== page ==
2006 Chateau Latour Martillac Pleasingly concentrated and well put together for the vintage. The first vintage under Dubordieu.
2008 Chateau Latour Martillac Excellent freshness and concentration. A value vintage since it was released during a difficult economic environment.
2009 Chateau Latour Martillac A beauty. Sweet and perfectly integrated tannins bound up in glorious fruit. A great wine from this estate and meant for long term cellaring. RP 94
2010 Chateau Latour Martillac Bottled in May and showing it. Has the fruit concentration of 2009 , one will have to see if the tannins and oak round out as nicely as the 2009. RP 90-92
Grand Vin Blanc
2005 Chateau Latour Martillac Blanc Just coming out of its shell now.
2008 Chateau Latour Martillac Blanc Powerful acid and fresh fruit but less complete than the others whites.
2009 Chateau Latour Martillac Blanc Packed with great fruits characteristics and framed in wonderfully intense acid. Will age for a long time. RP 94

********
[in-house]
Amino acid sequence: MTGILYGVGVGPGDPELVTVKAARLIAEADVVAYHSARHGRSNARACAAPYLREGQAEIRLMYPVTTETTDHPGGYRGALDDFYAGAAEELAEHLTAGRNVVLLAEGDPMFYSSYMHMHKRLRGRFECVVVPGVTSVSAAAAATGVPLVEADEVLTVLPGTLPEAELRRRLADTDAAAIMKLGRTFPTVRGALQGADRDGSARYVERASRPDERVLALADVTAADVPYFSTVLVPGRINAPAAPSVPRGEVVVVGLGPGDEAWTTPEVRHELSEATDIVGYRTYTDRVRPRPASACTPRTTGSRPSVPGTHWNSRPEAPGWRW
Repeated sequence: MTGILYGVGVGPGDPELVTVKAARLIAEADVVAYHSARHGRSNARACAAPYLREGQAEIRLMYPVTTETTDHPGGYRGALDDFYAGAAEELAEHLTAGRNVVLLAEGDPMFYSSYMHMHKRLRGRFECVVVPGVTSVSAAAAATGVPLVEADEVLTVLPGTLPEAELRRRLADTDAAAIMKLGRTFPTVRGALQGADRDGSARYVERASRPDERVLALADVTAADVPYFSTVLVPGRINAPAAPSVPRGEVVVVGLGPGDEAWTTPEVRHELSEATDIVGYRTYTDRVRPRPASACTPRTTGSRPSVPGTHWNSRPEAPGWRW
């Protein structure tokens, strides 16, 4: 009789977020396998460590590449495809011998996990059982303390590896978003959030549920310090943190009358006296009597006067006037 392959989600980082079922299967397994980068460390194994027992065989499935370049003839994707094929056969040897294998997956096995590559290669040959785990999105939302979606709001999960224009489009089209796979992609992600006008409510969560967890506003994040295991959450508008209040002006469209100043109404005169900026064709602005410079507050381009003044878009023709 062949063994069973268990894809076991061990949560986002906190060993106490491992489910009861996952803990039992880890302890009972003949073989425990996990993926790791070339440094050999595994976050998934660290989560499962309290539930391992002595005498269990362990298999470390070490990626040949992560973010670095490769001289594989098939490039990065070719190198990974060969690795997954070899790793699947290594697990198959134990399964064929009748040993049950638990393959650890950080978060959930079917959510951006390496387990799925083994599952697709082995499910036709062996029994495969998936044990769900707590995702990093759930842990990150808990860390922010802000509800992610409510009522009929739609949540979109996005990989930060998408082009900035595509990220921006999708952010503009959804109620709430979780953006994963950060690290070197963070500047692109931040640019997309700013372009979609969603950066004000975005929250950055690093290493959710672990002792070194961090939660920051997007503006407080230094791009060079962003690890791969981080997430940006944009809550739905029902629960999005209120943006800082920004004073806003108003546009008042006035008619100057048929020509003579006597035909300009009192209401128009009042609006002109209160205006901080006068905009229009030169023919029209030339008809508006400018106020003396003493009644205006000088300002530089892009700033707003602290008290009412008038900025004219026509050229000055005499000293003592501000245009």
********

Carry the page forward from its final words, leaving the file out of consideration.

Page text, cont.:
2010 Chateau Latour Martillac Similar to the 2009 but with perhaps a touch less fruit. Also build to age. RP 90-93.
For those of you who were unable to attend our Domaine Joseph Drouhin wine dinner at the ‘21’ Club on June 26th, don’t worry, I am here to give you the scoop. I’ll take you through the journey of delicious courses created by executive chef John Greeley and a mouthwatering array of nine wines produced by Domaine Joseph Drouhin. Just a heads up, I highly recommend reading this with a glass of wine in hand.
Our Drouhin dinner took place in the private dining room on the second floor of the ‘21’ Club, strategically named Upstairs at ‘21’. As guests began to trickle in, the pleasantly chilled 2009 Drouhin Vaudon Chablis was offered, a delightful pair for the various passed hors d’oeuvres, including a fresh lobster salad in a beautiful cone cracker, delicate smoked salmon toasts, and mini burger bites.
As our final guests arrived, we were seated at our tables, each placement adorned with the proper fine dining utensils and an overwhelming set of eight wine glasses, begging to be filled. Before our first course was served, we were greeted by our host, Laurent Drouhin, great grandson of the founder Joseph Drouhin, and one of four children at the helm of the estate. As the first wines were served, we had the privilege of receiving a mini lesson by Laurent on the Burgundy region, appellations, grape varieties, and of course, a little background on Domaine Joseph Drouhin. If only all classrooms were this way!